E. E. Clive portrayed the burgomaster of the town. According to the Merriam-Webster dictionary a burgomaster is the chief magistrate of a town in some European countries in Germany, Austria, or Switzerland so we can assume the film takes place in one of these countries. Edward Erskholme Clive was born in 1879 in Monmouth England. He was an accomplished actor and director. He originally started out working towards a career in medicine. Having already completed four years of studies at St. Bartholomew's Hospital his ambitions changed direction at the age of 22, and he began acting. He moved to the states in 1912 and set up his own stock company in Boston. . In 1920s his repertory company was in Hollywood when one of his colleagues became Rosalind Russell. He worked in a number of Broadway plays.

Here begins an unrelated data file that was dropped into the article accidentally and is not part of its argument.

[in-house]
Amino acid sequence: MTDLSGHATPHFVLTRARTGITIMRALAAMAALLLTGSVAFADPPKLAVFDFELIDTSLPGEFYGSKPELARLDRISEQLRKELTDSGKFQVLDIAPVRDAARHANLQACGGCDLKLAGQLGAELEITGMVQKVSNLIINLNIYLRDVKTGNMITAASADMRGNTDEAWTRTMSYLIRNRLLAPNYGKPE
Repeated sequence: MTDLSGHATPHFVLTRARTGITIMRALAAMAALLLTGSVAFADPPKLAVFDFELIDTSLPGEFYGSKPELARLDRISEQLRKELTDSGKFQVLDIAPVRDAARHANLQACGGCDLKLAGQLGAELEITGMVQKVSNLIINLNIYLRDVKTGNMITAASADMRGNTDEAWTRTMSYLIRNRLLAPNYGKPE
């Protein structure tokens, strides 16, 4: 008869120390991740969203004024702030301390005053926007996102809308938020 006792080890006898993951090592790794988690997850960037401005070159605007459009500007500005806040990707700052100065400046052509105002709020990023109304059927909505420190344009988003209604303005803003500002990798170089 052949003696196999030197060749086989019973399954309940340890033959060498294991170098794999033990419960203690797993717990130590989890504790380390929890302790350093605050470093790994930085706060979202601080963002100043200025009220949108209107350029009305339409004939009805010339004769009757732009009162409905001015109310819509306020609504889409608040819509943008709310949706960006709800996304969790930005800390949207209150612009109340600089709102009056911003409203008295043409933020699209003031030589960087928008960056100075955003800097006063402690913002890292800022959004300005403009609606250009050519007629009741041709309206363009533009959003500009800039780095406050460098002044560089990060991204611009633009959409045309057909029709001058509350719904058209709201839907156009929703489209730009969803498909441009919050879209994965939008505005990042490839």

His first role in films was in The Invisible Man (1934). He portrayed a simple English village policeman. James Whale was impressed with Clive, and kept him in mind for any future projects. When the time came to cast someone as the pompous incompetent burgomaster (mayor) of the town Whale knew just who to ask. It was a role that brought Clive a great many bit and character roles in the future. He frequently played butlers and lawyers. Clive passed away from a heart disorder in 1940, shortly after appearing in Pride and Prejudice with Sir Laurence Oliver and Greer Garson. According to the June 7th edition of The New York Times, published one day after his death Clive appeared in “1,159 Legitimate Plays Before Going Into Moving Pictures”.